Sally Gabori  is a Torres Trait artist, born on Bentinck Island, off the northern coast of Australia, around 1924. She lived there until the 1940’s when she moved to neighbouring Mornington Island with her Kaiadilt kin. There, the small group lived a largely separate life from the Lardil people, the indigenous people of Mornington Island. Neither she, nor any of her Kaiadilt relatives, participated in Mornington Island’s substantial art, artefact and craft industry from the 1950’s, although Gabori had been a keen weaver and maker of fine string bags and other artefacts as a young woman.

 

When she moved to Mornington Island, Gabori was one of four wives to Pat Gabori. She gave birth to eleven children, as well as caring for one of her co-wife’s children, as is Kaiadilt tradition, and was grandmother and great grandmother to many more. Gabori was born Mirdidingkingathi Juwarnda which is her tribal name, but her English name comes from her husband.

 

In 2005, Sally Gabori was in her early eighties and living in the aged care hostel on Mornington Island. During an outing to Mornington Island Arts and Craft, she asked if she could be taken to gather grass for weaving. While waiting, she was given a canvas and started experimenting. More paintings followed, each becoming more sure of line and use of brilliant colour. Within seven months, she had produced enough to hold her first exhibition at Brisbane’s Woolloongabba Art Gallery – it was a sell-out. Soon Gabori’s lush canvases were being sought by leading galleries and collectors Australia and worldwide.

 

All of Sally Gabori’s stories relate to her homeland of Bentinck Island. Most are based on the Island’s unique system of stone fishtraps, related to the creation and other stories associated with her country or inspired by Mirdidingki (whose beach is rich in prized turtle eggs) and those of her husband and brother. Gabori’s paintings represent an inventive individual response, original and naïve in the full sense of the word, from someone who spent her life seeing the world through Kaiadilt eyes. It is this sense of spontaneity melded with a confident painterly quality and a joyous colouration which captures the colours of sea and its life, as well as the flora and fauna of her country, that catapulted Sally Gabori’s paintings to the forefront of Australian contemporary art.

 In 2006, she was a finalist in Queensland Art Gallery’s Xstrata Coal Emerging Indigenous Artists Award and the ABN Amro 2006 Emerging Artists Award. In 2007, she was a finalist in Darwin’s National Aboriginal and Torres Strait Islander Art Award and the Togart Contemporary Art Award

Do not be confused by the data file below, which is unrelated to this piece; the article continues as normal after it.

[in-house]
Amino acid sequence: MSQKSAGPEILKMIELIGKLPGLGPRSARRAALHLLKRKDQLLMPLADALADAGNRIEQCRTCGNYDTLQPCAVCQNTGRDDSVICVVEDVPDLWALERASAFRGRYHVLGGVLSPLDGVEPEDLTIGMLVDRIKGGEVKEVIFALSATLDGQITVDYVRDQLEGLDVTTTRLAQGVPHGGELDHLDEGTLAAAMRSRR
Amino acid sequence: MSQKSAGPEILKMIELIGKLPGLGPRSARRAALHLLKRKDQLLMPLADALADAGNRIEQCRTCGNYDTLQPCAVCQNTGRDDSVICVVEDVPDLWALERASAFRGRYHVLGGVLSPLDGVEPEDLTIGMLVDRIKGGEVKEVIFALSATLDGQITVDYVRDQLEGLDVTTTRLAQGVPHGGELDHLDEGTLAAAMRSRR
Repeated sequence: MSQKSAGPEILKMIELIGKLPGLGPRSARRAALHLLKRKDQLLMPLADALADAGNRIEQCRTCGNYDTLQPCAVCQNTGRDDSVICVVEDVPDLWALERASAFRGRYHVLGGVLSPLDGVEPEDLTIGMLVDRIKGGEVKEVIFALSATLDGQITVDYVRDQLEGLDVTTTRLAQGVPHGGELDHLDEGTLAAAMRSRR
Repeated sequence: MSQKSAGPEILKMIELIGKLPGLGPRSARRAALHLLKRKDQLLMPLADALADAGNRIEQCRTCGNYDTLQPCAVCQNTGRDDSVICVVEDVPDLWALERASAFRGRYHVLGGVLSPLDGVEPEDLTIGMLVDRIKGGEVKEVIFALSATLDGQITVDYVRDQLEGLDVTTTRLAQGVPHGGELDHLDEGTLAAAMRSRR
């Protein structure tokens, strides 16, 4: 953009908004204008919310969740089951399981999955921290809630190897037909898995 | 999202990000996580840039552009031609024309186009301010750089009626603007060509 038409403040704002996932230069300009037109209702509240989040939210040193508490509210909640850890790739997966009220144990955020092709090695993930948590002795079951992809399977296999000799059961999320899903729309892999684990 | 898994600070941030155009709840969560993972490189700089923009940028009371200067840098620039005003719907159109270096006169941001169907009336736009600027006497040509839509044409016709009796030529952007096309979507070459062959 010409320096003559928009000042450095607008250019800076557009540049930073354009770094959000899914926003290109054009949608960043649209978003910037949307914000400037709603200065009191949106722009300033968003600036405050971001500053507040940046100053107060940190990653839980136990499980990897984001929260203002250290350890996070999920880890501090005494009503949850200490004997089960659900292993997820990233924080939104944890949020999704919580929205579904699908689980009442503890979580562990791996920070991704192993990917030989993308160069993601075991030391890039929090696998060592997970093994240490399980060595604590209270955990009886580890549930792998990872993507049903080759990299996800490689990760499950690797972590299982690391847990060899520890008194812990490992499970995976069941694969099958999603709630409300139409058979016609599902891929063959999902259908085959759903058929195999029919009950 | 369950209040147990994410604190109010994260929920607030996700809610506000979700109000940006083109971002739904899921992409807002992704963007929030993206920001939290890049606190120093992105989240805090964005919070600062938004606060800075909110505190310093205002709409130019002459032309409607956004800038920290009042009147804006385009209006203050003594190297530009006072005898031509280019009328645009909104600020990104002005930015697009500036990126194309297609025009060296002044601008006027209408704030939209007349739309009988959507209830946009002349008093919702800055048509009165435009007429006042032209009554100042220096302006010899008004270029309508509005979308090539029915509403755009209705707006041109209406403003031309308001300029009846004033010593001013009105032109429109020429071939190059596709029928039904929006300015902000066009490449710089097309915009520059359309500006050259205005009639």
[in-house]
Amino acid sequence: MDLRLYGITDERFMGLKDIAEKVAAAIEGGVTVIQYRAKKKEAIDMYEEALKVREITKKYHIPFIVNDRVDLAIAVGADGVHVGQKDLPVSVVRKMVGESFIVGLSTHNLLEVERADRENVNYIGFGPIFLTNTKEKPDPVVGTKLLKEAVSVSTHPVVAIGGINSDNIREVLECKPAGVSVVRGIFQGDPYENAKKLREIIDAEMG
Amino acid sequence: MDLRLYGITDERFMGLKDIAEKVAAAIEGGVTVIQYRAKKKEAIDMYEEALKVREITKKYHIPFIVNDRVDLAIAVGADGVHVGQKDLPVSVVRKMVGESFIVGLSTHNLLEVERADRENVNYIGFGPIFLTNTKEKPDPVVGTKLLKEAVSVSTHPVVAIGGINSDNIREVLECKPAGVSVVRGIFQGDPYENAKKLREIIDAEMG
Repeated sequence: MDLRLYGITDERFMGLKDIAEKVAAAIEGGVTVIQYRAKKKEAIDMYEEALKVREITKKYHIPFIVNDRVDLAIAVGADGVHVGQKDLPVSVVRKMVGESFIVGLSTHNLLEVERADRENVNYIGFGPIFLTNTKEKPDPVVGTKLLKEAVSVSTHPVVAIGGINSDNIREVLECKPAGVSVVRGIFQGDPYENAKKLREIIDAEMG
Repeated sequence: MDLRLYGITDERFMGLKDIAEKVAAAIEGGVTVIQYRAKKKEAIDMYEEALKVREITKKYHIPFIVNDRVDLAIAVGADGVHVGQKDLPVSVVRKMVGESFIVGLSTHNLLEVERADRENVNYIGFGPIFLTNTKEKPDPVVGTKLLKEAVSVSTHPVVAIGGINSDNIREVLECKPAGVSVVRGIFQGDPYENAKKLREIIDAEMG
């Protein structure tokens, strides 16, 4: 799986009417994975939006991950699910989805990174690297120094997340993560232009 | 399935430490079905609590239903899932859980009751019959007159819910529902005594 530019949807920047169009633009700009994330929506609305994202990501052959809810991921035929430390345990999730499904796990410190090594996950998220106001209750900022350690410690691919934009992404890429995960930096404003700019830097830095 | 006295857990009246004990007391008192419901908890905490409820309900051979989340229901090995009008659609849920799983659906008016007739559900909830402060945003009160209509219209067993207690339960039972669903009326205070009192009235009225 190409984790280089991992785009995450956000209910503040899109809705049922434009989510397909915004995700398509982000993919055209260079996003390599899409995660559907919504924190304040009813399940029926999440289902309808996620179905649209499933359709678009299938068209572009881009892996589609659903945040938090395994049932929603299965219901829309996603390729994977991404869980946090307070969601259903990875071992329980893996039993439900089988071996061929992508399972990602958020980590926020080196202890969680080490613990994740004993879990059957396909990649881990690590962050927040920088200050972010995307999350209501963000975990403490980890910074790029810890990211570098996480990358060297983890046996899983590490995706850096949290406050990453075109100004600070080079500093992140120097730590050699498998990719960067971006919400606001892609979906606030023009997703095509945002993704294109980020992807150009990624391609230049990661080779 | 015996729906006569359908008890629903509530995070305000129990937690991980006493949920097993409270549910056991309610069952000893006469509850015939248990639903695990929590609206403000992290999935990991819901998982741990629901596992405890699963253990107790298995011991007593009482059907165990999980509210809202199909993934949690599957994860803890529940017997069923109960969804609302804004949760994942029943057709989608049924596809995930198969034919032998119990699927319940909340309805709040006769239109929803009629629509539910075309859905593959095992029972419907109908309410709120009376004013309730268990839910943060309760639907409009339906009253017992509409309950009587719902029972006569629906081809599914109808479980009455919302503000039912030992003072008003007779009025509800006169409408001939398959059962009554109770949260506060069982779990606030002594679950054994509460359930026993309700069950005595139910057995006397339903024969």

From July 3 to November 6, 2022, the Fondation Cartier pour l’art contemporain is hosting thethe first major solo survey exhibition her work Gabori, outside Australia. At this occasion a comprehensive mongoraph was published. 

Exhibitions of Gabori’s work include Mirdidingkingathi Juwarnda Sally Gabori: Dulka Warngiid – Land of All, Queensland Art Gallery | Gallery of Modern Art, Brisbane and National Gallery of Victoria, Melbourne (2016–17); Sally Gabori – Painted Island Home, Alcaston Gallery, Melbourne (2016); Sally Gabori: Colour Country – A Survey 2005–2013, Alcaston Gallery, Melbourne (2015); Danda ngijinda dulk, danda ngijinda malaa, danda ngad – This is my Land, this is my Sea. This is who I am. A survey exhibition of paintings by Sally Gabori, 2005–2012, Drill Hall Gallery, Australian National University, Canberra (2013); Sally Gabori, Sydney Contemporary, Carriageworks, Sydney (2013); Mundamurra Ngijinda Dulk: My Island Home, Sally Gabori, The Gallery in Cork Street, London (2010); Sally Gabori. Danda dulk ngijinda dulk. This Land is My Land, Kluge-Ruhe Aboriginal Art Collection, University of Virginia, Charlottesville (2010); and Sally Gabori, Raft Artspace, Darwin, (2010).

 

 

Public collections include

ANZ Bank Collection, Melbourne

Artbank, Sydney

Art Gallery of New South Wales, Sydney

Art Gallery of South Australia, Adelaide

Auckland Art Gallery Toi o Tāmaki, Auckland

Musée de Quai Branly, Paris

Museum of Contemporary Aboriginal Art, Utrecht, the Netherlands

National Gallery of Australia, Canberra

National Gallery of Victoria, Melbourne

University of Queensland Art Museum, Brisbane

Art Gallery of Western Australia, Perth.

 

Literature

EVANS, Nicholas, Bruce JOHNSON McLEAN and Judith RYAN.  Mirdidingkingathi Juwarnda Sally Gabori, Fondation Cartier, Paris, 2022.